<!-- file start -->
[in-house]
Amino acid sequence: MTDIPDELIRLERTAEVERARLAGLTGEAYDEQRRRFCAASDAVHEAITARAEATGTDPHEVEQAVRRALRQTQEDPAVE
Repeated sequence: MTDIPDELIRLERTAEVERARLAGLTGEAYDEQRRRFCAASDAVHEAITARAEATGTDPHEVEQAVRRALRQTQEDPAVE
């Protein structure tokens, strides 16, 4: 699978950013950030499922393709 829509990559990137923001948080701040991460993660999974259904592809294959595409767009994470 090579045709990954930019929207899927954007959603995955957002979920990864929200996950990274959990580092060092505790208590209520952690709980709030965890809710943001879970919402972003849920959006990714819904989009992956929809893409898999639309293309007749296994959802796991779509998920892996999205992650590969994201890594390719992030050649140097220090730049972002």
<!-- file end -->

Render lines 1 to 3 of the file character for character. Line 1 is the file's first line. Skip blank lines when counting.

[in-house]
Amino acid sequence: MTDIPDELIRLERTAEVERARLAGLTGEAYDEQRRRFCAASDAVHEAITARAEATGTDPHEVEQAVRRALRQTQEDPAVE
Repeated sequence: MTDIPDELIRLERTAEVERARLAGLTGEAYDEQRRRFCAASDAVHEAITARAEATGTDPHEVEQAVRRALRQTQEDPAVE